Fletcher's combination of steel and self-control shows Wilshere's limits
Tuesday 14 December 2010
Arsenal had two pre-match observations to take some motivation from: Patrice Evra's claim that they are a "training ground team" who will win "no trophy, nothing", and Sir Alex Ferguson's claim in last night's programme notes that they are not as "lilywhite" as they seem. It was easy to imagine when Evra made his comments on Canal+ last week that Ferguson would have been irritated at the unnecessary source of inspiration but as Arsène Wenger's side went about their work you sensed that it had provoked rather than primed them.
Arsenal's football in the first half was not quite the "anti-football" that Wenger described at this stadium two years ago, but the sight of Andrei Arshavin ploughing through Darren Fletcher, Jack Wilshere squaring up to the same player and Marouane Chamakh upending Nani, suggested a case of Evra's comments going to their heads.
It was in that chaotic and intemperate phase of play that Fletcher calmly climbed to intercept and head on the ball which set in train United's goal – Rooney sending it on to Nani whose spinning cross was headed home by Park Ji-Sung on the same arced trajectory.
A less temperate player than Fletcher would not have been composed to make that critical header, given that Wilshere had only just finished squaring up to him, but Fletcher was only proving his assertions of the past week – that there is a difference between malice and determination. "I am not a dirty player. I go to win the ball and sometimes you give away fouls doing that but it's not malicious or dirty and it's all part of the British game," he said a few a days ago. Wenger's barb seemed to have cut him deeper than we thought.
His contribution thereafter was equally unlaboured – a foot in here, a tackle there – but by the midpoint of the second half when Anderson was picking off possession from Wilshere in front of the Arsenal box and sprinting into a counter-attack, the contrast between the two midfielders was unmistakable.
Opposition players sense a weakness like Wilshere's and in the next phase of play Fletcher pounced on him as he dawdled in possession. The dot matrix board was raised soon afterwards and the Englishman was on his way to the touchline. Taken with his removal at half-time at Goodison last month, Wilshere looks like a player under development. It has been a season of indifference for him at times and even Anderson had much more to take away from last night than him.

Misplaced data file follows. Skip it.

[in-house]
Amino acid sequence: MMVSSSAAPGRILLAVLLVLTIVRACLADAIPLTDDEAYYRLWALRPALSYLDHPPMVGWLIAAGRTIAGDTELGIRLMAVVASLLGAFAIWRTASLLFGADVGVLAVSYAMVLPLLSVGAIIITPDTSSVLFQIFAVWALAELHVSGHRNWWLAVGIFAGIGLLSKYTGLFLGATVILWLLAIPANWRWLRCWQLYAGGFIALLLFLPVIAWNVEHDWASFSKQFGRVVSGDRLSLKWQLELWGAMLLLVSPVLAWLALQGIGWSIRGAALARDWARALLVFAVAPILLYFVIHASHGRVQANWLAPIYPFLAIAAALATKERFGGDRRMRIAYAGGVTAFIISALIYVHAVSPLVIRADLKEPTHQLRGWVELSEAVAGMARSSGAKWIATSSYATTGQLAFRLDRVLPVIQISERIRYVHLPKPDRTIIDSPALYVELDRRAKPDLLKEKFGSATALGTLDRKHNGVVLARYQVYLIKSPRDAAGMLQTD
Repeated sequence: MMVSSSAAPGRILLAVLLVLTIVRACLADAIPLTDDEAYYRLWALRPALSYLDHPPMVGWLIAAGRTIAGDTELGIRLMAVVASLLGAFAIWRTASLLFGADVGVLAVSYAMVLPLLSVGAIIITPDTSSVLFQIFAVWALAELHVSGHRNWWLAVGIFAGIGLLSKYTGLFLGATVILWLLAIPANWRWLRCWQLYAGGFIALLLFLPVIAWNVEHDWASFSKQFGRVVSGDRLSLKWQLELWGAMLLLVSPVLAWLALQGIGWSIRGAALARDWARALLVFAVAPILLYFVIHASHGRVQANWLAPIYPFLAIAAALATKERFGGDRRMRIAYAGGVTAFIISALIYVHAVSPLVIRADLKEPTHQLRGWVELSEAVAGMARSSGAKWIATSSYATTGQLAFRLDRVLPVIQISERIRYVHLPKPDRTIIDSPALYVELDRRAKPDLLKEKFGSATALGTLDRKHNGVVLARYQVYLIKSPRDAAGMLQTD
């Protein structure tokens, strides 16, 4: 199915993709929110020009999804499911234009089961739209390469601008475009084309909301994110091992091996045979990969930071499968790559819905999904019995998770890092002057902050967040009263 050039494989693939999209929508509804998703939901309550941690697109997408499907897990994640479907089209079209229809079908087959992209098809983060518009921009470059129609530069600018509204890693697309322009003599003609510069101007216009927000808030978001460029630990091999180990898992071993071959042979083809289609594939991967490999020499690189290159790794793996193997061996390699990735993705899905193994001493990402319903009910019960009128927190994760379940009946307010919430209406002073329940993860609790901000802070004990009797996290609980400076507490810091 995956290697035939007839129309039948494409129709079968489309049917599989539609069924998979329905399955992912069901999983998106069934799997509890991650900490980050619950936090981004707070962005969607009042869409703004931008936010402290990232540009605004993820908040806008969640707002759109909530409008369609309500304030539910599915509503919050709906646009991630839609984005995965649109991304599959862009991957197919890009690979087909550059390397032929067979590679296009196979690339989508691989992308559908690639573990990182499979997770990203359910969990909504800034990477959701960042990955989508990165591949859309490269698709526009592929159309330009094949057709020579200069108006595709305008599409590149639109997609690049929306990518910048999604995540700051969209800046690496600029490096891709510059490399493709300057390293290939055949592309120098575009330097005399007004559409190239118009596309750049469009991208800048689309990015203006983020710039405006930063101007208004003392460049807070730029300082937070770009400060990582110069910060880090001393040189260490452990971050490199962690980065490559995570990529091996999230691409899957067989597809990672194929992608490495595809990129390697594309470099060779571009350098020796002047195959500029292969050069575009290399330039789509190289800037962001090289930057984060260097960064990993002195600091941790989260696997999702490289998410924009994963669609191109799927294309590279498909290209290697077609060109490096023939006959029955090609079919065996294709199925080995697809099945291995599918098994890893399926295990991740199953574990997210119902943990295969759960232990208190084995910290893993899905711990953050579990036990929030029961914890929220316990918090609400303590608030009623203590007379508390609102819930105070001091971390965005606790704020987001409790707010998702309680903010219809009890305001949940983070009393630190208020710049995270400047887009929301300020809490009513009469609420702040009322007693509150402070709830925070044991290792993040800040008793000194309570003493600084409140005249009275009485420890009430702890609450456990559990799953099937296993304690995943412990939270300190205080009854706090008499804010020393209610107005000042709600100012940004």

It was no more a vintage display from United than a perfect match which suggested either side will stride away to the title. Perhaps it was the sense that, with Chelsea faltering, that this fixture means so much that gave it a more ill-tempered and untidy complexion than many between these two.
Nani was an epitome of the frustration from a United perspective, tormenting Gaël Clichy in the first half before spinning the vital cross off the defender's boot for Park to twist in with his head. Yet the way he wasted that breakaway move Anderson created was a scandal. First, Nani was dispossessed in his exuberance, and then, having won back the ball and then raced in again, he blasted high and wide – indifferent to the awaiting, infuriated Rooney.
But their degree of comfort – Edwin van der Sar was not troubled – gives United reason to believe that they can process onwards towards the title, with that unbeaten record increasingly becoming a source of psychological strength. The draws which plagued United earlier this season seemed like an impediment to their progress at the time. Now we remember that Arsenal drew 12 games en route to their title as "Invincibles", their combination of flair and steel proving decisive. United are beginning to become intrigued by the idea of going all season undefeated – "an interesting challenge" is how Fletcher has described it.